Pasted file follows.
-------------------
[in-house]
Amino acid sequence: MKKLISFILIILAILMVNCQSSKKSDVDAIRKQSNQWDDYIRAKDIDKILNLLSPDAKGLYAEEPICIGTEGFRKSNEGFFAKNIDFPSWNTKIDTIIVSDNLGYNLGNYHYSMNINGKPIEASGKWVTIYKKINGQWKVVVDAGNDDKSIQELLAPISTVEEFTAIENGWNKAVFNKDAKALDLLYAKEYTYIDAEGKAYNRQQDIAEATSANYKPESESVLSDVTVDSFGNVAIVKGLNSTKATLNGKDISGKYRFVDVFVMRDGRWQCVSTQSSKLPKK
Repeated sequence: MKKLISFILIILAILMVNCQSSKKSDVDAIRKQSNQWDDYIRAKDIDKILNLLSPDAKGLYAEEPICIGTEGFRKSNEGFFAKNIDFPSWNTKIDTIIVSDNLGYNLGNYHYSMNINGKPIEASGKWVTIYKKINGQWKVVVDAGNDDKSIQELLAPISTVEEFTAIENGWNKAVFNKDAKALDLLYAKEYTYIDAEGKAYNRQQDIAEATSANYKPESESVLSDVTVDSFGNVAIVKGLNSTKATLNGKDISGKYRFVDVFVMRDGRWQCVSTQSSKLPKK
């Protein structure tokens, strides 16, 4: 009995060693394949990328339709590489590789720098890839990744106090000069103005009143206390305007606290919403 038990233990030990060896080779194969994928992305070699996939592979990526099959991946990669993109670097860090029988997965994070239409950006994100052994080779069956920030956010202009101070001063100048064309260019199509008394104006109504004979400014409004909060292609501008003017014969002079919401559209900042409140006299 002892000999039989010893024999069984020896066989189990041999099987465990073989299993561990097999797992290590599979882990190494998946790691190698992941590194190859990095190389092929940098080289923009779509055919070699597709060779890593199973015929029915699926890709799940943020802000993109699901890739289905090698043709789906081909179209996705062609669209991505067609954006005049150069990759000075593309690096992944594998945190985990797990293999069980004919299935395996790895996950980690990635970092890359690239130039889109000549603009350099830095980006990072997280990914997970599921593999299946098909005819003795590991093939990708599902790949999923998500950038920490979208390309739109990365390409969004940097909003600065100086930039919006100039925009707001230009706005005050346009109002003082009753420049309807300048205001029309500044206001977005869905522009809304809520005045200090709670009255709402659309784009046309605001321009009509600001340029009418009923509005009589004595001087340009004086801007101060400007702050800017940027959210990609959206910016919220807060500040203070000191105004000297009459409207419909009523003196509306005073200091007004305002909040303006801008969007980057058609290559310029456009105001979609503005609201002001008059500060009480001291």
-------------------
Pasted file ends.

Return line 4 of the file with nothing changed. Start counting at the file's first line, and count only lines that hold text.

């Protein structure tokens, strides 16, 4: 009995060693394949990328339709590489590789720098890839990744106090000069103005009143206390305007606290919403 038990233990030990060896080779194969994928992305070699996939592979990526099959991946990669993109670097860090029988997965994070239409950006994100052994080779069956920030956010202009101070001063100048064309260019199509008394104006109504004979400014409004909060292609501008003017014969002079919401559209900042409140006299 002892000999039989010893024999069984020896066989189990041999099987465990073989299993561990097999797992290590599979882990190494998946790691190698992941590194190859990095190389092929940098080289923009779509055919070699597709060779890593199973015929029915699926890709799940943020802000993109699901890739289905090698043709789906081909179209996705062609669209991505067609954006005049150069990759000075593309690096992944594998945190985990797990293999069980004919299935395996790895996950980690990635970092890359690239130039889109000549603009350099830095980006990072997280990914997970599921593999299946098909005819003795590991093939990708599902790949999923998500950038920490979208390309739109990365390409969004940097909003600065100086930039919006100039925009707001230009706005005050346009109002003082009753420049309807300048205001029309500044206001977005869905522009809304809520005045200090709670009255709402659309784009046309605001321009009509600001340029009418009923509005009589004595001087340009004086801007101060400007702050800017940027959210990609959206910016919220807060500040203070000191105004000297009459409207419909009523003196509306005073200091007004305002909040303006801008969007980057058609290559310029456009105001979609503005609201002001008059500060009480001291």